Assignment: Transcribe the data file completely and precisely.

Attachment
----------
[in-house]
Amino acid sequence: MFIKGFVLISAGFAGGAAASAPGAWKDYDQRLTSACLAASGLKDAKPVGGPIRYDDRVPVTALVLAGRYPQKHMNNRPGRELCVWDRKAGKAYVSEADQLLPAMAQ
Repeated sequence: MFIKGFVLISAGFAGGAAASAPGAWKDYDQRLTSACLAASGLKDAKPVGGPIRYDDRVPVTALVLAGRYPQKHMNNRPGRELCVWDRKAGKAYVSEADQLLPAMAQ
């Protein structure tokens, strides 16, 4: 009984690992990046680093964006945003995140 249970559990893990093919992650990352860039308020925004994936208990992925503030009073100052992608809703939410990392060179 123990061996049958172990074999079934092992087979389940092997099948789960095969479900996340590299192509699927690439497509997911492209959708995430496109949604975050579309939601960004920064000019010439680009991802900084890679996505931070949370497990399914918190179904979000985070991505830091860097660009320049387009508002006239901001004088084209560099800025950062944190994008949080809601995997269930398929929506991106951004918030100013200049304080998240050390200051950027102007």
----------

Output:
[in-house]
Amino acid sequence: MFIKGFVLISAGFAGGAAASAPGAWKDYDQRLTSACLAASGLKDAKPVGGPIRYDDRVPVTALVLAGRYPQKHMNNRPGRELCVWDRKAGKAYVSEADQLLPAMAQ
Repeated sequence: MFIKGFVLISAGFAGGAAASAPGAWKDYDQRLTSACLAASGLKDAKPVGGPIRYDDRVPVTALVLAGRYPQKHMNNRPGRELCVWDRKAGKAYVSEADQLLPAMAQ
């Protein structure tokens, strides 16, 4: 009984690992990046680093964006945003995140 249970559990893990093919992650990352860039308020925004994936208990992925503030009073100052992608809703939410990392060179 123990061996049958172990074999079934092992087979389940092997099948789960095969479900996340590299192509699927690439497509997911492209959708995430496109949604975050579309939601960004920064000019010439680009991802900084890679996505931070949370497990399914918190179904979000985070991505830091860097660009320049387009508002006239901001004088084209560099800025950062944190994008949080809601995997269930398929929506991106951004918030100013200049304080998240050390200051950027102007």